About Michelle

Michelle was born into a military family and moved around a lot as a kid, attending public schools in Iowa, California, and Florida. Her father enlisted in the Air Force after high school and her mother sold classified ads for local newspapers. No one in her family had ever gone to college and she didn’t expect to go either.  It was her teachers and classmates who inspired her and opened the door to a new possibility. She chose to study at Florida State University, where she developed an interest in social inequality and discrimination. It was this interest that moved her to pursue a PhD in African American Studies at Temple University.

Michelle teaching history at Northern Virginia Community College.

At Temple, she began her education activism and organized her fellow teaching assistants into a union with the American Federation of Teachers.

While pursuing her PhD, she served as a resident director in a boarding school program for young students of color. Through the “A Better Chance” (ABC) program, Michelle lived with eight high school girls and helped them navigate their academic and social lives, experiencing first-hand the power of opportunity and education to change a child’s life.

Inspired by her experience and motivated by the desire to serve, Michelle went on to become the executive director for a non-profit called Thresholds, an education program operating in a county jail, a juvenile detention center and a state prison. She taught life skills to incarcerated individuals, many of whom had dropped out of school.  By teaching conflict resolution and decision making, she helped them rebuild their lives and reduce the likelihood of returning to jail upon release.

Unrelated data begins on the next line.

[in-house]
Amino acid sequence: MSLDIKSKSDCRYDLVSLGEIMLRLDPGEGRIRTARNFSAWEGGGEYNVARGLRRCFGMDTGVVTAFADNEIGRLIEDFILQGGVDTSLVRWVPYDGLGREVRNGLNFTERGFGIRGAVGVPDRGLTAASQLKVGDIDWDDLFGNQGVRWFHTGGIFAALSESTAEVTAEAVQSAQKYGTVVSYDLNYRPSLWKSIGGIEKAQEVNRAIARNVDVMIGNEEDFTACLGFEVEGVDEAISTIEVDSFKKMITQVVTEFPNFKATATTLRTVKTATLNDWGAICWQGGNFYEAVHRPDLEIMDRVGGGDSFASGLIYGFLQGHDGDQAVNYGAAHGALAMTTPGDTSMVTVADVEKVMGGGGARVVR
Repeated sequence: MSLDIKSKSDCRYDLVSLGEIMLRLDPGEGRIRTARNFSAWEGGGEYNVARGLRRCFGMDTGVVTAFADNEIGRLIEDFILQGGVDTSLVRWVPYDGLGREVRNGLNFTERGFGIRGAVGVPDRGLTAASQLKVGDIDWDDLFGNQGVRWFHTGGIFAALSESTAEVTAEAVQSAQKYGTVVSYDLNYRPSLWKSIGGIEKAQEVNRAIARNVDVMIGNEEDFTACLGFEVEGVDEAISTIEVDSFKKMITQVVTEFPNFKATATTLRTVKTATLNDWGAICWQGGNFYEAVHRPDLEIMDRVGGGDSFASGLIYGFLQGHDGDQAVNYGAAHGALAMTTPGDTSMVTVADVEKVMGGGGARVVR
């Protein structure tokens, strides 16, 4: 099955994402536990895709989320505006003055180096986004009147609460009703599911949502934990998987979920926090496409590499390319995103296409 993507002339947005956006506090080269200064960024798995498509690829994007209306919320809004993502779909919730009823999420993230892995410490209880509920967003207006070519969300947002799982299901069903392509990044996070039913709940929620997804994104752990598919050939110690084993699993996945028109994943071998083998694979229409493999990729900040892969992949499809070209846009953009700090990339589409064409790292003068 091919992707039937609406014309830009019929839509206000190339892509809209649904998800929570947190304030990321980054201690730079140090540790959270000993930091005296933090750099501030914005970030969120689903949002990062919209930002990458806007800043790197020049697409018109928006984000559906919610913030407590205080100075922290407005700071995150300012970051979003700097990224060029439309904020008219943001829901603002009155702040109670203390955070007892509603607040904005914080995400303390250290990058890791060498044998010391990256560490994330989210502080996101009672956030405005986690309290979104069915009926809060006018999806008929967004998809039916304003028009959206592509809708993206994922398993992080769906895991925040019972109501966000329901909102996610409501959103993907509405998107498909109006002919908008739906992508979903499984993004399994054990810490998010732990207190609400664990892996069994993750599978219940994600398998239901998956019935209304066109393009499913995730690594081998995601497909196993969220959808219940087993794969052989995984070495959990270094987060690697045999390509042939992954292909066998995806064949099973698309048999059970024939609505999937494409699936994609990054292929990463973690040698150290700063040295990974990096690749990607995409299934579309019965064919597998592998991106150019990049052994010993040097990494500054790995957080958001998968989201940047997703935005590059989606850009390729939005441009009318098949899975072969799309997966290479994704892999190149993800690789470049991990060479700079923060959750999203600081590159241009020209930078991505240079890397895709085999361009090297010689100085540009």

Michelle and TC Williams parent Cathy Petrini meeting with Delegate Charniele Herring on testing and school funding.

After earning her PhD, her passion for teaching prompted her to become a community college professor at Borough Manhattan Community College in New York.  There, she was a member of the American Federation of Teachers and taught students who had struggled through high school or could not afford a four-year college. Many were young people working hard to transform their lives or adults looking for a second chance.

She teaches as an adjunct professor at Northern Virginia Community College and served as an officer on the Alexandria PTA Council and Mount Vernon Community School PTA. Here she has found parents who share her passion and vision, and with them has lobbied the Virginia state legislature about the overuse and misuse of standardized testing, fought for the full funding of our schools, and worked with community partners to rebuild playgrounds and stand in support of inclusive schools and neighborhoods.

Michelle has lived in Alexandria for twelve years with her husband and three children, who are all enrolled in Alexandria Public Schools.

 

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